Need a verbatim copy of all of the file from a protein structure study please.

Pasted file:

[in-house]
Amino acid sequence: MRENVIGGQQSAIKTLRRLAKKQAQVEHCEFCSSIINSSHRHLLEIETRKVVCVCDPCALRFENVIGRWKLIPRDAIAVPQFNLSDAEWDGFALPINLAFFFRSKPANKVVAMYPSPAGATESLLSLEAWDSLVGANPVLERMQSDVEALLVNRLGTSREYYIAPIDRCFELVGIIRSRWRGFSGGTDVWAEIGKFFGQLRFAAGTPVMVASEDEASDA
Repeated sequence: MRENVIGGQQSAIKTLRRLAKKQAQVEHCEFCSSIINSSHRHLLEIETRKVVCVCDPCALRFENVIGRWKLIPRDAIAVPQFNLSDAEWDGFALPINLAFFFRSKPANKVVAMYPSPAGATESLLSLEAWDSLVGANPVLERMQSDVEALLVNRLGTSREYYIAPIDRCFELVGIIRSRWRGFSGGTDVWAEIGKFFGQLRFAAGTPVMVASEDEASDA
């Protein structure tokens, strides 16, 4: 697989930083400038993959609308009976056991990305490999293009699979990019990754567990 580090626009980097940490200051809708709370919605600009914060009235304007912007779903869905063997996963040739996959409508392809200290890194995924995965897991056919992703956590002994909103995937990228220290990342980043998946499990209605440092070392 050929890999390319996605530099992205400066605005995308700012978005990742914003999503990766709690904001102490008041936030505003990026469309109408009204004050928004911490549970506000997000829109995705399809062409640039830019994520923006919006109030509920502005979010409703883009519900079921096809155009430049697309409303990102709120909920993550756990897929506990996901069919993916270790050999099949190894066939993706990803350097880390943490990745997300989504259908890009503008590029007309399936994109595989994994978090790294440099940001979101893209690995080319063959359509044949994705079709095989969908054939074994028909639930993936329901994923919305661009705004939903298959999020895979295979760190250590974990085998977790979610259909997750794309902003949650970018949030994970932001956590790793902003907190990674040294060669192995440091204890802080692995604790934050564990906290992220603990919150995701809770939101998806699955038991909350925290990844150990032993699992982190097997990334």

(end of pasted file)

[in-house]
Amino acid sequence: MRENVIGGQQSAIKTLRRLAKKQAQVEHCEFCSSIINSSHRHLLEIETRKVVCVCDPCALRFENVIGRWKLIPRDAIAVPQFNLSDAEWDGFALPINLAFFFRSKPANKVVAMYPSPAGATESLLSLEAWDSLVGANPVLERMQSDVEALLVNRLGTSREYYIAPIDRCFELVGIIRSRWRGFSGGTDVWAEIGKFFGQLRFAAGTPVMVASEDEASDA
Repeated sequence: MRENVIGGQQSAIKTLRRLAKKQAQVEHCEFCSSIINSSHRHLLEIETRKVVCVCDPCALRFENVIGRWKLIPRDAIAVPQFNLSDAEWDGFALPINLAFFFRSKPANKVVAMYPSPAGATESLLSLEAWDSLVGANPVLERMQSDVEALLVNRLGTSREYYIAPIDRCFELVGIIRSRWRGFSGGTDVWAEIGKFFGQLRFAAGTPVMVASEDEASDA
């Protein structure tokens, strides 16, 4: 697989930083400038993959609308009976056991990305490999293009699979990019990754567990 580090626009980097940490200051809708709370919605600009914060009235304007912007779903869905063997996963040739996959409508392809200290890194995924995965897991056919992703956590002994909103995937990228220290990342980043998946499990209605440092070392 050929890999390319996605530099992205400066605005995308700012978005990742914003999503990766709690904001102490008041936030505003990026469309109408009204004050928004911490549970506000997000829109995705399809062409640039830019994520923006919006109030509920502005979010409703883009519900079921096809155009430049697309409303990102709120909920993550756990897929506990996901069919993916270790050999099949190894066939993706990803350097880390943490990745997300989504259908890009503008590029007309399936994109595989994994978090790294440099940001979101893209690995080319063959359509044949994705079709095989969908054939074994028909639930993936329901994923919305661009705004939903298959999020895979295979760190250590974990085998977790979610259909997750794309902003949650970018949030994970932001956590790793902003907190990674040294060669192995440091204890802080692995604790934050564990906290992220603990919150995701809770939101998806699955038991909350925290990844150990032993699992982190097997990334």